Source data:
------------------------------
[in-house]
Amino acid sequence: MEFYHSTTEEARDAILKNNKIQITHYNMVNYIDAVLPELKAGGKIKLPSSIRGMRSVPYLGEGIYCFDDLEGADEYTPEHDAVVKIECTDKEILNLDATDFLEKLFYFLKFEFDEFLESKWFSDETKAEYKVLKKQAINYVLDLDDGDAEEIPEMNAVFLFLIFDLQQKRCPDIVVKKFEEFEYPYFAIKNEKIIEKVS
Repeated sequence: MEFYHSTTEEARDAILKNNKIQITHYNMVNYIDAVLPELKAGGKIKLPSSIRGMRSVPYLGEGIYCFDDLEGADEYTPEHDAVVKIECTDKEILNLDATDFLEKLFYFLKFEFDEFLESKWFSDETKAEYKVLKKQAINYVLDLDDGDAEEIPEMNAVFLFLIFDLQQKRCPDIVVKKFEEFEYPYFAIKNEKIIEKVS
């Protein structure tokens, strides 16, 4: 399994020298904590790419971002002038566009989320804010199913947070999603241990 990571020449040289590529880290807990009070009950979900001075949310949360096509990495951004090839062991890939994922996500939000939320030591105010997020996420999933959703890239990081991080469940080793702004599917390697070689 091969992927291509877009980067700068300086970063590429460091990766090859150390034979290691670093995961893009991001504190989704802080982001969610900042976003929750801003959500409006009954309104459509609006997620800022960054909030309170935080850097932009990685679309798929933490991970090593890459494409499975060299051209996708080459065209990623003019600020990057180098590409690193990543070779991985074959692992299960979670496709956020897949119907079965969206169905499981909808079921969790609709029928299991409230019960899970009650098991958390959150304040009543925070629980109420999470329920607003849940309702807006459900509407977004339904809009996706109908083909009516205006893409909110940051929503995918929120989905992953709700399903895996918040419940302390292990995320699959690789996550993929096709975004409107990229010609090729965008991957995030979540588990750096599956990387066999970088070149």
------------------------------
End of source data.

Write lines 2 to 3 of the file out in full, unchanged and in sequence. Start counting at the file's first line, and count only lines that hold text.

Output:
Amino acid sequence: MEFYHSTTEEARDAILKNNKIQITHYNMVNYIDAVLPELKAGGKIKLPSSIRGMRSVPYLGEGIYCFDDLEGADEYTPEHDAVVKIECTDKEILNLDATDFLEKLFYFLKFEFDEFLESKWFSDETKAEYKVLKKQAINYVLDLDDGDAEEIPEMNAVFLFLIFDLQQKRCPDIVVKKFEEFEYPYFAIKNEKIIEKVS
Repeated sequence: MEFYHSTTEEARDAILKNNKIQITHYNMVNYIDAVLPELKAGGKIKLPSSIRGMRSVPYLGEGIYCFDDLEGADEYTPEHDAVVKIECTDKEILNLDATDFLEKLFYFLKFEFDEFLESKWFSDETKAEYKVLKKQAINYVLDLDDGDAEEIPEMNAVFLFLIFDLQQKRCPDIVVKKFEEFEYPYFAIKNEKIIEKVS